Once again there appears to be a trend emerging in West Ham’s summer transfer window.
That is that the fans are growing frustrated at a lack of business despite the transfer window not officially opening until Saturday and it still being June. The season only ended around six weeks ago and our fans are already accusing the board of a lack of ambition because Everton have already spent £50m and we haven’t.
Because, if you weren’t already aware, Everton are the barometer for our ambition. If they’re spending money and we aren’t, it’s a full blown disgrace to everything this club stands for.
Anyway, that’s a small snippet of the way I feel about this summer already and how a lot of our fans are losing their patience about two months earlier than should be acceptable. There’ll be an article on that very soon, but only once I figure out how to word in a way that doesn’t offend my fellow West Ham fans.
There is one reported deal, however, that is beginning to frustrate me more than it perhaps should. Our interest in Manchester City’s Kelechi Iheanacho is exciting from a fans’ perspective and certainly sticks two fingers up at those who continue to accuse the board of having no ambition.
Here is a 20-year-old striker who has been used as a back-up option for one of the best footballing teams in England, perhaps even Europe, and done it well.
Any Manchester City fan will tell you he’s not good enough to be a regular for them, which sounds a little harsh given his age, but is he good enough for us? Of course.
A deal worth a reported £25m has supposedly been agreed but at this stage, the buy-back clause Man City want included in the deal has got us baulking at what should already be a done deal.
Buy-back clauses are becoming more and more popular in football and are most commonly used by bigger clubs who can’t give their promising youngsters the necessarily first team opportunities to realise their potential.
Barcelona are one of the most notorious users of the buy-back clause due to the sheer volume of wonderkids coming through their world class youth system, but how often do they actually buy these players back?
Manchester City are reportedly demanding a buy-back clause to be included in Iheanacho’s contract because they have a feeling that he could develop in to a world class striker but, at this moment in time, they can’t give him the opportunities for him to become that player with them.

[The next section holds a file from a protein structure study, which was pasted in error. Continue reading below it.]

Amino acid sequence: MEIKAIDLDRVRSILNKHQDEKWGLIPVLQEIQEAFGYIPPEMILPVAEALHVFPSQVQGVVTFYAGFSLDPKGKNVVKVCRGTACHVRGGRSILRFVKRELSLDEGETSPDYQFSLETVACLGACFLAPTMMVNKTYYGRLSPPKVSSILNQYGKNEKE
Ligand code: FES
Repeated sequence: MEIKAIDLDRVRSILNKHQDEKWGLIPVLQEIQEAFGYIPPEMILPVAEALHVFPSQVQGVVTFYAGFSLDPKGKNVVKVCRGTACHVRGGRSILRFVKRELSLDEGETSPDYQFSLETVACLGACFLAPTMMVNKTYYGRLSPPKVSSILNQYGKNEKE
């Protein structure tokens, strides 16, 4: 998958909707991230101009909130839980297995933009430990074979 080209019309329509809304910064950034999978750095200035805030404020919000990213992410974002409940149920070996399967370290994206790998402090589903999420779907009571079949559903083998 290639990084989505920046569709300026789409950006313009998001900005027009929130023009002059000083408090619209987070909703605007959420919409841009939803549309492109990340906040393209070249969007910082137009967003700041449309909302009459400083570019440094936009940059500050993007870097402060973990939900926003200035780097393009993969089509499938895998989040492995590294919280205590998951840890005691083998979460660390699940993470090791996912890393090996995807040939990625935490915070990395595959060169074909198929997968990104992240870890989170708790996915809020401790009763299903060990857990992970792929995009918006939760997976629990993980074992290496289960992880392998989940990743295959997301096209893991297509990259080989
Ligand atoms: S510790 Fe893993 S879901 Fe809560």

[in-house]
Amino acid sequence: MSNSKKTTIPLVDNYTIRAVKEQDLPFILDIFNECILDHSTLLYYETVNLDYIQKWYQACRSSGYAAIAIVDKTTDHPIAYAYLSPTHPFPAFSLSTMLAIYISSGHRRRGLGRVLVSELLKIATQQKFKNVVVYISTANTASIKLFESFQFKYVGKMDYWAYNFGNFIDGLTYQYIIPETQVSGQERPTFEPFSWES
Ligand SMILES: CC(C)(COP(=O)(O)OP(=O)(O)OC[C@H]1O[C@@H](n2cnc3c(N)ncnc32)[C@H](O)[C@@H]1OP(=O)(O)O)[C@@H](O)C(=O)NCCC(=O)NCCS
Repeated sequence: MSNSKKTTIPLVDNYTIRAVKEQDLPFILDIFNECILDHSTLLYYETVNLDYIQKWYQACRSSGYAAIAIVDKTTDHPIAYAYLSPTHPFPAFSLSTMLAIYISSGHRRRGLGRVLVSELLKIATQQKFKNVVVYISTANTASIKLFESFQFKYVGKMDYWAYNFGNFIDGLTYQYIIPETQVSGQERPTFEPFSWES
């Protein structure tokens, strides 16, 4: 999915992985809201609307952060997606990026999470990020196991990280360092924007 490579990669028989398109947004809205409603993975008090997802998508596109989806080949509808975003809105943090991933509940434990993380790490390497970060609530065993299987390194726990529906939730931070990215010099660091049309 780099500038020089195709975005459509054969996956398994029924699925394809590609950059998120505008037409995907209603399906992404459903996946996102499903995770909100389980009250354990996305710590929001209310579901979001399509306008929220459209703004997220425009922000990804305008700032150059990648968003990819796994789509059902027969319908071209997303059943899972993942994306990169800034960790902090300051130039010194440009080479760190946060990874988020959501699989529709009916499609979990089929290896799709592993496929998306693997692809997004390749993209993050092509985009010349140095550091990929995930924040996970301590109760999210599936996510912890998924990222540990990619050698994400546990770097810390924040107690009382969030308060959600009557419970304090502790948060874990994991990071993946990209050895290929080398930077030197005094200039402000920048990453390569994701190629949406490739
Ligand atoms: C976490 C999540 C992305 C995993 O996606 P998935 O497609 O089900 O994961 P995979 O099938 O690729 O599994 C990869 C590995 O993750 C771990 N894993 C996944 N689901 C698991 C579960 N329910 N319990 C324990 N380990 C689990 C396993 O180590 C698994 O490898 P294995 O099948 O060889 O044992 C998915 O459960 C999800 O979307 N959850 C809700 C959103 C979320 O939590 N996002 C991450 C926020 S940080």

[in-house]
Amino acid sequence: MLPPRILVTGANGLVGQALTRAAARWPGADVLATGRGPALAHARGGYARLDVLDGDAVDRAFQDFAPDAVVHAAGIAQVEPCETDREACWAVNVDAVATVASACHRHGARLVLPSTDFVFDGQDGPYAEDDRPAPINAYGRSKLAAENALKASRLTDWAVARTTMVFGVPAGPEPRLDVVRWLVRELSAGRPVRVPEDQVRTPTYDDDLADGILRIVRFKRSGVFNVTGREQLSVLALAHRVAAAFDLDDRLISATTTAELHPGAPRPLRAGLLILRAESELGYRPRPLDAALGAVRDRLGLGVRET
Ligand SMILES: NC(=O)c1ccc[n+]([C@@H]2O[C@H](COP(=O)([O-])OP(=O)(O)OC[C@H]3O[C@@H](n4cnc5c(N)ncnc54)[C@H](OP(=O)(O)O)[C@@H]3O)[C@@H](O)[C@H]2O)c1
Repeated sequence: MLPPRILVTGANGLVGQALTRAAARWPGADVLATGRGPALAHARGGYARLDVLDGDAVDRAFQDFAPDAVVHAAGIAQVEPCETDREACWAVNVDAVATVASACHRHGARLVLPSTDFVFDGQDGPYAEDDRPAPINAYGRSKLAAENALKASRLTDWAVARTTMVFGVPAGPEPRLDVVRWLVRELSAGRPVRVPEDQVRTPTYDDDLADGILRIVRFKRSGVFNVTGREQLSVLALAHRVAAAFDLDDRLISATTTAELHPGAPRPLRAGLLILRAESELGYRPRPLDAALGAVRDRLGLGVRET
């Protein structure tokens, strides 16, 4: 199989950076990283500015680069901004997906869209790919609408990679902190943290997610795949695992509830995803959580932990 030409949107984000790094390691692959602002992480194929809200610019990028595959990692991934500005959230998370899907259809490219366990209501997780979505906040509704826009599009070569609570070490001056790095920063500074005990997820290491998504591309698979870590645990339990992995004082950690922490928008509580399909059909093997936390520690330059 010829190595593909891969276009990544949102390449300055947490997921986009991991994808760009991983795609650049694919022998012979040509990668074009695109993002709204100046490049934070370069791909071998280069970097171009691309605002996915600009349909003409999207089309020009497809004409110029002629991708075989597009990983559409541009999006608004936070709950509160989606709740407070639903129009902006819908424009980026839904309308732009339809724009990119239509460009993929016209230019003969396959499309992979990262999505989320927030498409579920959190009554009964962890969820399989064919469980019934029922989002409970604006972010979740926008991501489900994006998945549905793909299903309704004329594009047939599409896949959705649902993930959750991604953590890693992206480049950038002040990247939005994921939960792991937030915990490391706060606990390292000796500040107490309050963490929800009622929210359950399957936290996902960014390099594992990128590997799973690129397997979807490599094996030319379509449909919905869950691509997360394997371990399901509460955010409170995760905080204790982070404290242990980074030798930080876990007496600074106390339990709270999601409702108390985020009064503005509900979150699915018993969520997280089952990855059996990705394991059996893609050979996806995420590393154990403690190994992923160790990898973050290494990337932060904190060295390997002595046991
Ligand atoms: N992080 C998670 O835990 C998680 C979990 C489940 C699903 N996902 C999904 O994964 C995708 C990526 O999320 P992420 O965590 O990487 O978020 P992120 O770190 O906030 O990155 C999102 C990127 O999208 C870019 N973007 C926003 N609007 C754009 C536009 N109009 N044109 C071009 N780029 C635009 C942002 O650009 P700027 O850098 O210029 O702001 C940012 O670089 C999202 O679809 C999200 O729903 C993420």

We want that buy-back clause to be in the region of £50m but obviously City aren’t happy with that and have requested it to be a lot smaller.
This is where my frustration starts. There are two ways we can look at this deal, both of which make sense to the clubs involved.
West Ham’s stance is that they don’t want to be forced in to selling Iheanacho back to City for a small profit if he is a success in east London. Man City, on the other hand, want to ensure they don’t have to make a loss of £25m to bring the Nigerian back to the Eithad should he develop in to a work class striker at West Ham.
Both fair arguments, there’s no denying that, but my feeling is that we are in absolutely no position to dictate such terms in a deal we so desperately need to get over the line.
We need a striker who can score goals in the Premier League and Iheanacho has proven he can do that. He has 12 Premier League goals and four assists in 46 appearances, which doesn’t sound like a great return but does when you consider 34 of those appearances have been as a substitute.
This is why we should be looking at Man City’s demands as a win-win situation for us.
Given that it is rare that clubs exercise the buy-back clauses they include in departing players’ contracts, there is absolutely no guarantee City will do so in the future. Additionally, if they do decide they want to sign him back in a couple of years time, it will mean that the striker has absolutely smashed it in claret and blue, potentially helping the club finishing in the top six or eight with his goals.
If the latter does happen then the club would be in a fantastic position to take a small profit from selling the player back and then using that money to replace him with a similar talent. You’d think that, if City would ever want him back, it would mean we’re in a solid position to attract better players than we currently do thanks to Iheanacho’s contributions.
Of course, it could potentially mean losing a player for half his market value if he does indeed score 20+ goals a season and then is sold at a cut price, but that is not something we should be concerned with at this moment in time.
The club’s priority must be what we can achieve next season and that will depend on who we can sign this summer, not how much we can sell Iheanacho for in three or four seasons time.
This is why West Ham must accept Man City’s demands and get this one over the line sooner rather than later. If not, he’ll be scoring against for Leicester City next season. We all know that will happen.